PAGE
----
Being a happy employee in today’s workforce comes down to a few core tenets: incentive, motivation and performance. And while wage is an important factor in one’s satisfaction, it’s been widely documented that monetary compensation isn’t the only incentive employees are looking for; it’s appreciation too. In a study of more than 3,000 employees conducted by Anna Nyberg at the Karolinska Institute, a strong link was found between leadership behaviour and heart disease in employees. Meaning stress-producing, negative bosses are literally bad for your heart.
Ever pondered what the best bosses might be telling their employees to keep them inspired and happy? We investigate the five things bosses should be telling their employees on a regular basis:
“I have faith in you”
In an analysis of a decade’s worth of data, Gallup found that a strong connection fostered through trust allowed employees to feel they’re making a meaningful contribution to their company. This strong connection between employer and employee consistently led to positive outcomes for both individuals and the organisation, via higher productivity and increased profitability. While you may naturally give your employees tasks because you believe in their ability, affirming that verbally as you assign a new task will ensure a better outcome.
“Thank you, I appreciate your hard work.”
In a study conducted by Glassdoor, 80 per cent of employees said that they were motivated to work harder when their manager appreciated their work. So even if it’s one late night, extra effort on a last-minute pitch, or just a great attitude, a quick thank you can ensure your employee knows they are seen and valued for giving that little bit extra.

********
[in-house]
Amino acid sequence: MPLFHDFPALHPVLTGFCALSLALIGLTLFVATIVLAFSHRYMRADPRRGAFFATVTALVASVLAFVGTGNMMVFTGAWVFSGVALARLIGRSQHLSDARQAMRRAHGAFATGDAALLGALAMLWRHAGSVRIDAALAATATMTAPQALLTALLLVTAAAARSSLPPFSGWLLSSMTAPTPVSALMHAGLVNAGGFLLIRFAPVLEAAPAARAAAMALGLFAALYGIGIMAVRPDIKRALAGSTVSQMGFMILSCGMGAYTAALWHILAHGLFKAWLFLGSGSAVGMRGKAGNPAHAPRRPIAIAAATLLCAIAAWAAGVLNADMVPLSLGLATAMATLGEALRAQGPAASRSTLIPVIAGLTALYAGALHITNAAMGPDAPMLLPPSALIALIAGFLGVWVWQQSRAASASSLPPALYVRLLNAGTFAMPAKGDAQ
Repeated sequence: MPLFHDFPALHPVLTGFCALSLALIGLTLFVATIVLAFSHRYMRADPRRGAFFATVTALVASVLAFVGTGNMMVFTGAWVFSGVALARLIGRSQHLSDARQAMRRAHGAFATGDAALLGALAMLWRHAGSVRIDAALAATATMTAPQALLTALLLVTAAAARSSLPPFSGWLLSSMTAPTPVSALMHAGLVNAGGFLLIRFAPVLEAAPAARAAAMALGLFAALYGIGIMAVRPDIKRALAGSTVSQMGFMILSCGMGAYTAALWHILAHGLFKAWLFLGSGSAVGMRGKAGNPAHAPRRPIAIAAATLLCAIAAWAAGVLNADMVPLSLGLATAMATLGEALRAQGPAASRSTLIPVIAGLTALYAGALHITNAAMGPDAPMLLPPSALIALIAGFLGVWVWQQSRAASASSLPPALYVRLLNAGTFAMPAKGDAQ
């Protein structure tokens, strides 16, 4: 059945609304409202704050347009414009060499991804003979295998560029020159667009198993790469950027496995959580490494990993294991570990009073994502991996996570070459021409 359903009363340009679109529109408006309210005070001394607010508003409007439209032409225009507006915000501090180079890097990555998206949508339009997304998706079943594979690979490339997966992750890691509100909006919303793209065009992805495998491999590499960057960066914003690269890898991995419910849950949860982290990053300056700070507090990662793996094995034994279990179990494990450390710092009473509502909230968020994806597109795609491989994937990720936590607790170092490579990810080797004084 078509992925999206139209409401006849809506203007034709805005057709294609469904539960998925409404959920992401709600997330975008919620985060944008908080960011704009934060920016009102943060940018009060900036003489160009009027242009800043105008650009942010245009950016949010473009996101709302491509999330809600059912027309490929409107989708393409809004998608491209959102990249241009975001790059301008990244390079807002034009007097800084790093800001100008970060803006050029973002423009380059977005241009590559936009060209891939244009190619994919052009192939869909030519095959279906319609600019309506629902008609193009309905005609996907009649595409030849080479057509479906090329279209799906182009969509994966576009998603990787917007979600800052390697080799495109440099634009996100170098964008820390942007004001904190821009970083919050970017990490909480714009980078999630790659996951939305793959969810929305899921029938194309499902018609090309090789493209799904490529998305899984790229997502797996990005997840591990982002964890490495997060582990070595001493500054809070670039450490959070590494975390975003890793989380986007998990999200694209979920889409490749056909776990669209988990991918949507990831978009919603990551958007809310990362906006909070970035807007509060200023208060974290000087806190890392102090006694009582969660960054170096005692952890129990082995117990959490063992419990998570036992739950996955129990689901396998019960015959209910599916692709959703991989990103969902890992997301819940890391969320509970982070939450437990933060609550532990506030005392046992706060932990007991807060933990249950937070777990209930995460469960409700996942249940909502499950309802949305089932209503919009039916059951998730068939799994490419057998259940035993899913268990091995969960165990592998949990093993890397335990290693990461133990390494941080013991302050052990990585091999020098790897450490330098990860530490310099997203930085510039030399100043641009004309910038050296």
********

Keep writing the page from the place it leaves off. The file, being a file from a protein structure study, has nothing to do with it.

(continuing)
“How can I help?”
Research reported by Deakin University revealed that supportive leadership was a key determinate in serving as a buffer against individual stress in the workplace. And let’s be honest, a high-strung environment prohibits productivity and general happiness. Ensuring your employees feel supported enough to perform their duties allows them to quit the nail-biting and channel that energy into productive work.
“If you ever need to talk, my door is open.”
They say that “the art of communication is the language of leadership”, and rightly so. By communicating and facilitating an open-door policy, you are allowing space for early problems to be brought to your attention, and fixed, early on. An open dialogue directly ushers in a transparent environment, close working relationships, and fast access to important information.
“You’re doing a good job”
It’s no secret that a sincere form of positive affirmation can be a day-making act of kindness. And this is now backed up by science, with research suggesting that receiving a compliment has similar effects to that of receiving a cash reward. In this study, researchers found that the same area of the brain, the striatum, was activated when a person was rewarded with either a compliment or cash. So don’t be stingy with your words and let your praises sing loud!